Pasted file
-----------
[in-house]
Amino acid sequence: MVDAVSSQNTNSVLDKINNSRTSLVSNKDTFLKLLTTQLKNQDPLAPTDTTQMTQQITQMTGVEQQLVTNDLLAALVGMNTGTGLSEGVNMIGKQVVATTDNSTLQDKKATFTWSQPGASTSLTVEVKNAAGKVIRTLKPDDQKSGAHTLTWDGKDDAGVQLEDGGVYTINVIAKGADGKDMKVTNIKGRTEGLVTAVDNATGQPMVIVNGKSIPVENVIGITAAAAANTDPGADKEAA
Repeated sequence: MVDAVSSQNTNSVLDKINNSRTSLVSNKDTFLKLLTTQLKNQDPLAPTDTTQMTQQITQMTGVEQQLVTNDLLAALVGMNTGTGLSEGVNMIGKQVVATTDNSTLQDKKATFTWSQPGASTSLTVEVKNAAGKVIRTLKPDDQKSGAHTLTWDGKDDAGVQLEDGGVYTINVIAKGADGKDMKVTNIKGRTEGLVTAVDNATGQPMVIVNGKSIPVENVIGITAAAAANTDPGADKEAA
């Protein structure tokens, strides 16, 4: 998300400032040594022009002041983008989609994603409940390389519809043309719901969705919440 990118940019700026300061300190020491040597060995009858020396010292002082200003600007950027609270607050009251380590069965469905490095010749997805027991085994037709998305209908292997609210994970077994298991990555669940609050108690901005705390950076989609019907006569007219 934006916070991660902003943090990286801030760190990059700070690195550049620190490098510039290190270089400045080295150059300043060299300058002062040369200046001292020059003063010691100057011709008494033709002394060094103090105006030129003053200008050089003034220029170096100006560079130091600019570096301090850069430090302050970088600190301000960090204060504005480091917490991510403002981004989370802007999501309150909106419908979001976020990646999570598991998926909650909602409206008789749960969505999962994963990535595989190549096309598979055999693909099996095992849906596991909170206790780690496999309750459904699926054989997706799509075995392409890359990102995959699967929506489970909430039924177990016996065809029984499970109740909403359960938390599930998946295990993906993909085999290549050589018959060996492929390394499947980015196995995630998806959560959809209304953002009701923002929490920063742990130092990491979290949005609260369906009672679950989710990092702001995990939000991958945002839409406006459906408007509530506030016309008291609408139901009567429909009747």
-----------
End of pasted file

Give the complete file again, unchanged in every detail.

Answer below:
[in-house]
Amino acid sequence: MVDAVSSQNTNSVLDKINNSRTSLVSNKDTFLKLLTTQLKNQDPLAPTDTTQMTQQITQMTGVEQQLVTNDLLAALVGMNTGTGLSEGVNMIGKQVVATTDNSTLQDKKATFTWSQPGASTSLTVEVKNAAGKVIRTLKPDDQKSGAHTLTWDGKDDAGVQLEDGGVYTINVIAKGADGKDMKVTNIKGRTEGLVTAVDNATGQPMVIVNGKSIPVENVIGITAAAAANTDPGADKEAA
Repeated sequence: MVDAVSSQNTNSVLDKINNSRTSLVSNKDTFLKLLTTQLKNQDPLAPTDTTQMTQQITQMTGVEQQLVTNDLLAALVGMNTGTGLSEGVNMIGKQVVATTDNSTLQDKKATFTWSQPGASTSLTVEVKNAAGKVIRTLKPDDQKSGAHTLTWDGKDDAGVQLEDGGVYTINVIAKGADGKDMKVTNIKGRTEGLVTAVDNATGQPMVIVNGKSIPVENVIGITAAAAANTDPGADKEAA
């Protein structure tokens, strides 16, 4: 998300400032040594022009002041983008989609994603409940390389519809043309719901969705919440 990118940019700026300061300190020491040597060995009858020396010292002082200003600007950027609270607050009251380590069965469905490095010749997805027991085994037709998305209908292997609210994970077994298991990555669940609050108690901005705390950076989609019907006569007219 934006916070991660902003943090990286801030760190990059700070690195550049620190490098510039290190270089400045080295150059300043060299300058002062040369200046001292020059003063010691100057011709008494033709002394060094103090105006030129003053200008050089003034220029170096100006560079130091600019570096301090850069430090302050970088600190301000960090204060504005480091917490991510403002981004989370802007999501309150909106419908979001976020990646999570598991998926909650909602409206008789749960969505999962994963990535595989190549096309598979055999693909099996095992849906596991909170206790780690496999309750459904699926054989997706799509075995392409890359990102995959699967929506489970909430039924177990016996065809029984499970109740909403359960938390599930998946295990993906993909085999290549050589018959060996492929390394499947980015196995995630998806959560959809209304953002009701923002929490920063742990130092990491979290949005609260369906009672679950989710990092702001995990939000991958945002839409406006459906408007509530506030016309008291609408139901009567429909009747």